GRAND-Families in PEI Survey

COVID-19 Impacts on Grand-Families in PEI 

In many families, grandparents are highly involved in the lives of their younger generations, whether it’s  through some degree of co-parenting responsibility with the parent(s) or in leading a grand-family with  no parental involvement. 

Research has shown that families adapt and transition to grand-families for diverse reasons, including  mental illness and/or addictions; the absence, incarceration or death of a parent; or to provide support  in the event of adolescent pregnancy. Children in grand-families have often had early adverse  experiences. 

While many grand-families are resilient and while grandparents take on their new role without  hesitation, they have unique experiences and realities that warrant focused attention. Many  grandparents in these families are second, or even third-time caregivers, and becoming a grand-family  typically involves a major shift in their aspirations and expectations. Parenting can have a greater impact  on well-being later in life, and grandparents in these families have reported a lack of community and  financial supports and services available to them.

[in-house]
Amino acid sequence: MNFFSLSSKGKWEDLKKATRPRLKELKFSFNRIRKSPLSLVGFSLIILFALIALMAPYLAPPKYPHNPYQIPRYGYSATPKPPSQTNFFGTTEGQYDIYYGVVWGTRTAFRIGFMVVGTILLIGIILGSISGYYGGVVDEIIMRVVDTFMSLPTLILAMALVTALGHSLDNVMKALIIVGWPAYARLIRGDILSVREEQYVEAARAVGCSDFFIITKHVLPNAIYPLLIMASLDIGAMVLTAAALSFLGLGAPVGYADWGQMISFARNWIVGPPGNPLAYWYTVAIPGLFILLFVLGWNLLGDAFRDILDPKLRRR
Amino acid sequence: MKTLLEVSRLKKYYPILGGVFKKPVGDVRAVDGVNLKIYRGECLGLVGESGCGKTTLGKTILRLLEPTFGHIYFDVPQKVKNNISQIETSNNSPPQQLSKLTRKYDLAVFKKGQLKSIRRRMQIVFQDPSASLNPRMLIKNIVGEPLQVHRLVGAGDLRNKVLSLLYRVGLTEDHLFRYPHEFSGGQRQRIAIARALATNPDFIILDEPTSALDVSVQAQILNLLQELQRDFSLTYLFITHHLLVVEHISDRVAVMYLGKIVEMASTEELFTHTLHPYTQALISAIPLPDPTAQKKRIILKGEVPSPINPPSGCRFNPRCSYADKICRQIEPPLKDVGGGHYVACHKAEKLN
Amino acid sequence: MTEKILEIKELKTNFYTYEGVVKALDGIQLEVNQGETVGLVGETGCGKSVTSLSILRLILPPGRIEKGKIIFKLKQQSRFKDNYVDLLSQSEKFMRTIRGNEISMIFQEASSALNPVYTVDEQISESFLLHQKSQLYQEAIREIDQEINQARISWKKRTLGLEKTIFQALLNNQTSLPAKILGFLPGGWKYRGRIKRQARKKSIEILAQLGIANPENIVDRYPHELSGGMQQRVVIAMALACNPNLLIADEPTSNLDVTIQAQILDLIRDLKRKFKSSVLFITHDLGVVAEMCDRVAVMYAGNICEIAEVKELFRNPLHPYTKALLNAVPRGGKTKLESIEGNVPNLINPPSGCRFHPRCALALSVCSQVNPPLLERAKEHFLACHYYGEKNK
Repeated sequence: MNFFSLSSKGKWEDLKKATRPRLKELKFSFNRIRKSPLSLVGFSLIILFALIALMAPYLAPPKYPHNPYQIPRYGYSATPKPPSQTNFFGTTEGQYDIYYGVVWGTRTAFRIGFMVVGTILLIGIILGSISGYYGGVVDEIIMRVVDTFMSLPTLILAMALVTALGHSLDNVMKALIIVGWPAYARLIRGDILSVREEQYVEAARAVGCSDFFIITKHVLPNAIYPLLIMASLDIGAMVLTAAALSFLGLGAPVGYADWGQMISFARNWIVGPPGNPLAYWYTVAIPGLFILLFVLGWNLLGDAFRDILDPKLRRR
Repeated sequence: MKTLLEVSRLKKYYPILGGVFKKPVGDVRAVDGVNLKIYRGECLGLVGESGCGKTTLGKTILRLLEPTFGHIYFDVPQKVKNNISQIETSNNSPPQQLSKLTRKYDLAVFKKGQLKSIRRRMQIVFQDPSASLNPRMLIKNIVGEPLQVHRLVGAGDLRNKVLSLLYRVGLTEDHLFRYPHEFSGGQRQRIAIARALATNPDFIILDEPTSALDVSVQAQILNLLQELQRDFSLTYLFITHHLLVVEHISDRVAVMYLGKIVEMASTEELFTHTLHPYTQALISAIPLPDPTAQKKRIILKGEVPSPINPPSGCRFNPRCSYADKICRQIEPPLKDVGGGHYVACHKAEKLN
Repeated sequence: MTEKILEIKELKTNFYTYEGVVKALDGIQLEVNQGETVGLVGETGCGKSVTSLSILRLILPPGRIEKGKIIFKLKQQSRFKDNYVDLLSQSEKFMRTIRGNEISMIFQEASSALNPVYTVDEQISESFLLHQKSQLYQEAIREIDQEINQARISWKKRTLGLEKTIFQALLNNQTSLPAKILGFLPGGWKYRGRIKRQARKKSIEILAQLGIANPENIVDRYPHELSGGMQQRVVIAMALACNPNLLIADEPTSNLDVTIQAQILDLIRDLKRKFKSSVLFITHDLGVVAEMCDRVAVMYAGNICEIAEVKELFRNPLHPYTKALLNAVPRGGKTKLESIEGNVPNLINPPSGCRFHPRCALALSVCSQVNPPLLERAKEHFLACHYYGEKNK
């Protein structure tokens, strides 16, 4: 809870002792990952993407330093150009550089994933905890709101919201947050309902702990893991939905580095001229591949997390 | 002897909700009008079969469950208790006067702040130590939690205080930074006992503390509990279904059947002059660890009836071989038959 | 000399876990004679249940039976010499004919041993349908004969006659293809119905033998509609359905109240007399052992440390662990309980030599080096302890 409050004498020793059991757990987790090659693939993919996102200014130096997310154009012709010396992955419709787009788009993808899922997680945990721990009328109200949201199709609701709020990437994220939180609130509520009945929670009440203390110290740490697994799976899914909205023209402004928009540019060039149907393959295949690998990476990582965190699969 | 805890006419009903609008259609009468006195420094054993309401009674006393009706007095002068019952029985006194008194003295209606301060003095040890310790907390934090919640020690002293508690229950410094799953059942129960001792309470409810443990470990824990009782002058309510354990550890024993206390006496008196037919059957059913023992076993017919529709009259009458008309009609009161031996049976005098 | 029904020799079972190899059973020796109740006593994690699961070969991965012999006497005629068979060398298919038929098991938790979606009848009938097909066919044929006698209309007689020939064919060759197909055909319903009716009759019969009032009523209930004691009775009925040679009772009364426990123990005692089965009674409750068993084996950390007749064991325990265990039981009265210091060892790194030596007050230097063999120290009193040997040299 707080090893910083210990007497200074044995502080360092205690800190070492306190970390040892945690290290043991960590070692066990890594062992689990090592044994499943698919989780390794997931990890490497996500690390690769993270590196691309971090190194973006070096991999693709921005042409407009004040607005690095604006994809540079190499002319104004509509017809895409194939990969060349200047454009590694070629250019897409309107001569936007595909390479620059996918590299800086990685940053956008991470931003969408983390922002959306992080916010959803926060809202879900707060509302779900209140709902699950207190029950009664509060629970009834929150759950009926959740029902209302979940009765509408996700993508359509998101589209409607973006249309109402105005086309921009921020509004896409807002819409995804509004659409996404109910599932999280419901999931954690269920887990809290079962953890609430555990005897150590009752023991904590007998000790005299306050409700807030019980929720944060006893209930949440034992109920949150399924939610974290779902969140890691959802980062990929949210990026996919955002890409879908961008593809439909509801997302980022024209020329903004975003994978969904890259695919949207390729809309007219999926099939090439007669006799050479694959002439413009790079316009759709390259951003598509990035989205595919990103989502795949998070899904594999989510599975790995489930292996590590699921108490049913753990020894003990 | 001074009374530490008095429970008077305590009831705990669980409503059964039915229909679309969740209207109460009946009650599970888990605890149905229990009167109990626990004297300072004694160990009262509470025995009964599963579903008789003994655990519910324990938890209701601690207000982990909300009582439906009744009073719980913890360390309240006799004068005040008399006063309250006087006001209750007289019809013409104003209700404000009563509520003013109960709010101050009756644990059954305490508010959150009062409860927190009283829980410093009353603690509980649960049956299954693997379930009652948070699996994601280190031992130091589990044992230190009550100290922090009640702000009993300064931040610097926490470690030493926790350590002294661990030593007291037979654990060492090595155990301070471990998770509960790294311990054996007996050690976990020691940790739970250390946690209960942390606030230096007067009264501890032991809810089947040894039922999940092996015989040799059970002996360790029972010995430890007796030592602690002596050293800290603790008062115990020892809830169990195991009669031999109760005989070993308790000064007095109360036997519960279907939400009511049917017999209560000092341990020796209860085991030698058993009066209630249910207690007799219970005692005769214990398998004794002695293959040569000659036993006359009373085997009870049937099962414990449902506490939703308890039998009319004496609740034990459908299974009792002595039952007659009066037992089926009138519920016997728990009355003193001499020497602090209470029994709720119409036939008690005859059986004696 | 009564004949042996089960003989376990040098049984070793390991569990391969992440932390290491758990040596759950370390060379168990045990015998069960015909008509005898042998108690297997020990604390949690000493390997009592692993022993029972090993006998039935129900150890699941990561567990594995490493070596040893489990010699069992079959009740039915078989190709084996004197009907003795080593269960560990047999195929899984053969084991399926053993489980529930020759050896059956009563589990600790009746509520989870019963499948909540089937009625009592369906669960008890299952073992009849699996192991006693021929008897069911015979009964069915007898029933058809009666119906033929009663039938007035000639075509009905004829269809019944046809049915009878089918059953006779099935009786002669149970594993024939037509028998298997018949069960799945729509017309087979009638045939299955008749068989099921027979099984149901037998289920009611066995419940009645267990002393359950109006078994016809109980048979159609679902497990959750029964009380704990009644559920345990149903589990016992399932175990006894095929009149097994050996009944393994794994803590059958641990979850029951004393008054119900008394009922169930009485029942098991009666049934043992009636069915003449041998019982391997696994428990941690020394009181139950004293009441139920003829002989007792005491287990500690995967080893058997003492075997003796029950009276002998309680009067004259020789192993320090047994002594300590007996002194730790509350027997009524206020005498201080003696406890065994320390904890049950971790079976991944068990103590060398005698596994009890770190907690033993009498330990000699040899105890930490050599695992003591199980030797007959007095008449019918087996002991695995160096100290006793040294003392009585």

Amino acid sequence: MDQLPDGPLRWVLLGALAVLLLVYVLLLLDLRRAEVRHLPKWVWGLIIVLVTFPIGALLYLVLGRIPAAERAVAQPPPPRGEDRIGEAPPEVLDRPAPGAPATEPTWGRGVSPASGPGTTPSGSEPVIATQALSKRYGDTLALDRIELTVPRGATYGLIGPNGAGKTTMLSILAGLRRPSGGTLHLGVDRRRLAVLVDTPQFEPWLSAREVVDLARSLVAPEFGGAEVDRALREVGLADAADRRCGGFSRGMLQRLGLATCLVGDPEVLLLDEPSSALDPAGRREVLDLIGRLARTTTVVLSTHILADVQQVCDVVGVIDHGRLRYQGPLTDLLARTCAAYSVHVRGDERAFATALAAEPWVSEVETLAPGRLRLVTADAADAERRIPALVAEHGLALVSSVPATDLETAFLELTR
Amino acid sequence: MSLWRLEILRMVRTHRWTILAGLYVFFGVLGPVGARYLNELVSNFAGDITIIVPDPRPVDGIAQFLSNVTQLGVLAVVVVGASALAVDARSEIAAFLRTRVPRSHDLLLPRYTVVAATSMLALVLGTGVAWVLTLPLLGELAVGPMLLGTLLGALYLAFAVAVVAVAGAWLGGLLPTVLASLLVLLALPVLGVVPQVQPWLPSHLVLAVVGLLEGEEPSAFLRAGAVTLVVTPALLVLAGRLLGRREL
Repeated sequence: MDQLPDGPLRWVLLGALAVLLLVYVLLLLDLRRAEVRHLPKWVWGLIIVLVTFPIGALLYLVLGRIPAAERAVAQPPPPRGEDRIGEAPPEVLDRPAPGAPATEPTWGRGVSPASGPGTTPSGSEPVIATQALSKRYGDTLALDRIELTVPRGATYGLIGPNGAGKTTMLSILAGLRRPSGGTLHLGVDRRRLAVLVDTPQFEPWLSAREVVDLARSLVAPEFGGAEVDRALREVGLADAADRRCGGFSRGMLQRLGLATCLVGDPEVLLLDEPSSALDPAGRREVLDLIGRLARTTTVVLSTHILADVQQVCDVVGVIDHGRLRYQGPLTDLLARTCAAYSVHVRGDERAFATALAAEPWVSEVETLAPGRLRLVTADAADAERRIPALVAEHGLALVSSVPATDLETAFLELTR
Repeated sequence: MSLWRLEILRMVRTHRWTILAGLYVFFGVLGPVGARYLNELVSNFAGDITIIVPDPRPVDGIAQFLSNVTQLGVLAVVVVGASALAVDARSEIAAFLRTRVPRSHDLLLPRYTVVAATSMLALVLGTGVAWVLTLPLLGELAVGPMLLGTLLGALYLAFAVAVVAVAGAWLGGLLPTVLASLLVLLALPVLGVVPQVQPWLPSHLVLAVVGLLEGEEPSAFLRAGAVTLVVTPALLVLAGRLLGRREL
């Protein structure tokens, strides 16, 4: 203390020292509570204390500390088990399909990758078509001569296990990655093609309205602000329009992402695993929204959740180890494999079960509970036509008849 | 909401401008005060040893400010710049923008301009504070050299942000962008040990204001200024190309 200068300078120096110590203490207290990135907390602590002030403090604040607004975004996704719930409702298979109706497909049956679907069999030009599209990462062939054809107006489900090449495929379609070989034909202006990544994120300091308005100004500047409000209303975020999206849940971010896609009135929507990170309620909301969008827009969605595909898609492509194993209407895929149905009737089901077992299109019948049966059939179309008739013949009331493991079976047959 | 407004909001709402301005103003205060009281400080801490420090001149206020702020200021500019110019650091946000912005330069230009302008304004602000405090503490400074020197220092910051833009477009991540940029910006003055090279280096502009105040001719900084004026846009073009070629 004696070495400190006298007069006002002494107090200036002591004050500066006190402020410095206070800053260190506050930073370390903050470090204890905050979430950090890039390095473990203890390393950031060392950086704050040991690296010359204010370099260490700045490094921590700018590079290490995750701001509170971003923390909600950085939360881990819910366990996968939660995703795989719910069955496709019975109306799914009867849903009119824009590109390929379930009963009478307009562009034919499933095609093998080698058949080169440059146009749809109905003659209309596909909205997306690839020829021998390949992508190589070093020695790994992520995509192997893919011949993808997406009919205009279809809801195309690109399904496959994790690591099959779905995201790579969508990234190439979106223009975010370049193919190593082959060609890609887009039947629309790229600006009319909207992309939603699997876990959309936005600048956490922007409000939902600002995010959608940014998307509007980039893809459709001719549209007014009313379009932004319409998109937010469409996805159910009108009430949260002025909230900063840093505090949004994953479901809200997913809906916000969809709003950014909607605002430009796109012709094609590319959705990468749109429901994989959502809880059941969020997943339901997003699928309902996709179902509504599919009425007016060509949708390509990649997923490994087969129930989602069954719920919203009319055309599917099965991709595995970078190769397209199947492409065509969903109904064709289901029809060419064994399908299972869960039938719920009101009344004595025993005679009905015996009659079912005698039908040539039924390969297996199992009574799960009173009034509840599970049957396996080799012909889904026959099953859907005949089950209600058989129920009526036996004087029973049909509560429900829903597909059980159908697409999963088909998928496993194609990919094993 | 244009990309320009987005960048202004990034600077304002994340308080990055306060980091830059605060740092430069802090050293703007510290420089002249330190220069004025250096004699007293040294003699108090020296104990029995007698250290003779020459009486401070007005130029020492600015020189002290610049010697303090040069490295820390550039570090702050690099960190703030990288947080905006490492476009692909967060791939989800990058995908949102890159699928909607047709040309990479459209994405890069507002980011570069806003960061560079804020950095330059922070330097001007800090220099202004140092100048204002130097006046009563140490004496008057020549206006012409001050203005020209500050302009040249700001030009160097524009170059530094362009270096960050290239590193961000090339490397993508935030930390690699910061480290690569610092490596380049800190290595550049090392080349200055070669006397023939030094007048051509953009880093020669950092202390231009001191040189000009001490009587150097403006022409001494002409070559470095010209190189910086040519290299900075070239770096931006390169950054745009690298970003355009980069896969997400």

In August 2020, the Vanier Institute of the Family engaged with grandparents and great-grandparents  living in Prince Edward Island to increase our understanding of grand-families in PEI, their well-being and  experiences caring for their grandchildren, program awareness and more in the Grand-families in PEI  Survey. 

Among surveyed grandparents and great-grandparents in PEI… 

• Most commonly cited reason for grandchildren living with grandparents were that their  parent(s) have addictions, followed by parent(s) have mental health challenges.  

• Nearly two-thirds of respondents are currently working in paid employment (62%), and the  majority (68%) are not working from home.  

• 56% of respondents currently use paid child care arrangements for the grandchildren living with  them.  

• The vast majority of respondents (94%) say they don’t receive financial support from adults  outside their home. 

The survey is part of the Grand-Families in Canada Partnership between the Vanier Institute, the  University of Prince Edward Island and Building GRAND-Families Inc. – an innovative, two-year  collaboration that engages with a network of individual and groups to bring together those who serve  families, researchers, community organizations and the general public to increase the understanding of  family well-being in PEI and across Canada.